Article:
My printer did a great job printing the rods, but now whenever I try printing something else it fails. I am getting a lot of warping, and prints aren’t sticking right, but I will be able to fix those problems with some tweaking. It is nice to have arguably the most difficult piece printed, and as I have never really used acetone to stick pieces together, I am very glad it worked as well as it did.
The goal right now is to build the whole machine first and get it all to work with standard Arduino values. This means I will probably stick with basic sweeps and knob controls before I start putting in the Rhino and Grasshopper parts. I was thinking of using the Firefly plugin as it is developed particularly for Arduino, but I am now thinking maybe I will just use the gHowl component (which I am more familiar with) and just run the Arduino through Processing.
I was able to design and print fifteen or twenty different ring types and sizes per day on my last project; but things are much slower now. Each 10 cm length of thread that I print takes just over 2.25 hours to print compared to the 8 minutes per ring. Today has been spent sitting around for over 7 hours waiting for three pieces to print, and I am less than half way there. It is a little bit frustrating knowing that I could easily buy a threaded rod for pretty cheap and get similar if not better results in a LOT less time.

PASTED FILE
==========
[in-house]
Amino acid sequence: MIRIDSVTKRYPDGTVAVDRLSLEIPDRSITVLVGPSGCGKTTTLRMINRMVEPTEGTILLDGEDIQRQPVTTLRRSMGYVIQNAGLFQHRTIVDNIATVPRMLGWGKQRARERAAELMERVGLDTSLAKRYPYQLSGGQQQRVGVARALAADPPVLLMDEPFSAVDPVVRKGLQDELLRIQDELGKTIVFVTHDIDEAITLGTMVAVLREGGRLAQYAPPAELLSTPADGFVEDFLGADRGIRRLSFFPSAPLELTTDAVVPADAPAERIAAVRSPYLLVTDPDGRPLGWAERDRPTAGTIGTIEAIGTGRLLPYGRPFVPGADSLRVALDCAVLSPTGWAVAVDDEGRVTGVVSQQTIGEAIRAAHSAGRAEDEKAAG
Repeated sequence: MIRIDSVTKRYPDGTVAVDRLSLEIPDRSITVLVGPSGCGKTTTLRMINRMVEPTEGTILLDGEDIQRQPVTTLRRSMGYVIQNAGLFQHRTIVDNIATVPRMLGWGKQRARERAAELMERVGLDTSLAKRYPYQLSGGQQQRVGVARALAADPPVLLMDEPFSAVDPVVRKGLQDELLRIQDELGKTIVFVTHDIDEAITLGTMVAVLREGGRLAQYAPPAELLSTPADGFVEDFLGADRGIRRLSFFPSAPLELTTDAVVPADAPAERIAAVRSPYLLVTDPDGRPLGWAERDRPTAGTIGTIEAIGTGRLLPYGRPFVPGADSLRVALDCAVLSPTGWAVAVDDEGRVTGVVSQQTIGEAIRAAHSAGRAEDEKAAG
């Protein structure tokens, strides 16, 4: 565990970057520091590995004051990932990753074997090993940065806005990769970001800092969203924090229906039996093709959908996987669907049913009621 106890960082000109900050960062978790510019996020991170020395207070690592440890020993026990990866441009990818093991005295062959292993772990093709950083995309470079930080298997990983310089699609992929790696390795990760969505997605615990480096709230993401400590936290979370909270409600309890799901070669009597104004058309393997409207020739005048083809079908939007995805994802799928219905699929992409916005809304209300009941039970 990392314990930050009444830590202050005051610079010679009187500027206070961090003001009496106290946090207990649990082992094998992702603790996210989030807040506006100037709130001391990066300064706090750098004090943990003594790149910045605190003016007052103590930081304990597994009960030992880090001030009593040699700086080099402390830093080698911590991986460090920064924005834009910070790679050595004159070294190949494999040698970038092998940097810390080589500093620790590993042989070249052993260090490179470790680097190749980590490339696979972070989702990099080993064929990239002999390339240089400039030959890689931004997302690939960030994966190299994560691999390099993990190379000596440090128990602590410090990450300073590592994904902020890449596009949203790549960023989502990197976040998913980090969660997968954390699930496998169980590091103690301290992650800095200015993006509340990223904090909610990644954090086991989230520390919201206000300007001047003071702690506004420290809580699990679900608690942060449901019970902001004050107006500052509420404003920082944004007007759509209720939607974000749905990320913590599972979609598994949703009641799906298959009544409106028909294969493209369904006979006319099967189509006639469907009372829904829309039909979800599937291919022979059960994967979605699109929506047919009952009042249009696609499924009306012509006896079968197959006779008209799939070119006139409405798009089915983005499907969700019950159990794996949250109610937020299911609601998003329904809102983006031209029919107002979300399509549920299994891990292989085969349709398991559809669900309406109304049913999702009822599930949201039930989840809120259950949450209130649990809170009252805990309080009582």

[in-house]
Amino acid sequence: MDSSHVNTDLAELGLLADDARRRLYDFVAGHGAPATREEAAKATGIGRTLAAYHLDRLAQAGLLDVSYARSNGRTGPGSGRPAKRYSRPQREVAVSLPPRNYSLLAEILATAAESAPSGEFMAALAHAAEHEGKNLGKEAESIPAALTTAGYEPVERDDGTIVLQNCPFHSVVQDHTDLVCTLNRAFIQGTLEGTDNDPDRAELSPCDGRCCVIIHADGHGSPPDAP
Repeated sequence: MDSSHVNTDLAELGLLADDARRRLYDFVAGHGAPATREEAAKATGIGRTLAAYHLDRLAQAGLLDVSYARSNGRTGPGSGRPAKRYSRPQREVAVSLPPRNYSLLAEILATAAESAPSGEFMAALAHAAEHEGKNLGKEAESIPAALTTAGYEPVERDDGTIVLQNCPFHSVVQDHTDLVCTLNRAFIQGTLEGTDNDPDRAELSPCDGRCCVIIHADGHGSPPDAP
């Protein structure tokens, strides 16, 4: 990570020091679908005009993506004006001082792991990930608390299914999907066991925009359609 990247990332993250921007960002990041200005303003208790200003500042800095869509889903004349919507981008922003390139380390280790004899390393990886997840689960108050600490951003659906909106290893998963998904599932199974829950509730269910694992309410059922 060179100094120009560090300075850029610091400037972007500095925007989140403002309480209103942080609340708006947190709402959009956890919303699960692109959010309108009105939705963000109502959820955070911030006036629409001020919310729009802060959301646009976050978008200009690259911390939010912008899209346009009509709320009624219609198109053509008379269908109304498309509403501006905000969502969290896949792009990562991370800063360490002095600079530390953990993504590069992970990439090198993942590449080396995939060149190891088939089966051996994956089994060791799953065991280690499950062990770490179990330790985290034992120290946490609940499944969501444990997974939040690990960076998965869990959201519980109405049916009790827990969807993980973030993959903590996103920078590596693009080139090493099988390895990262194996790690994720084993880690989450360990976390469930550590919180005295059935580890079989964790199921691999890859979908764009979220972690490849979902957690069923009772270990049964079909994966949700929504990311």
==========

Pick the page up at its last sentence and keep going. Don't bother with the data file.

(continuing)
What I can’t buy at a store is a nut that fits perfectly on it that I can customize to fit multiple purposes, which this project requires. I can also make the rod the exact size I want it rather than buying large and then figuring out some way to cut it down. By 3d printing all of the pieces, it also allows anybody who wants to build this to simply print out the parts rather than needing to find the exact piece that I bought. I love my 3d printer, and all of these new technologies, but I am really eager to BUILD, and yet today and probably most of tomorrow will be sit around and wait days.
I have three servo motors at home, and while the long threaded rod will be used with the stepper motor (which should arrive tomorrow), I decided to test out how this would work as a proof of concept.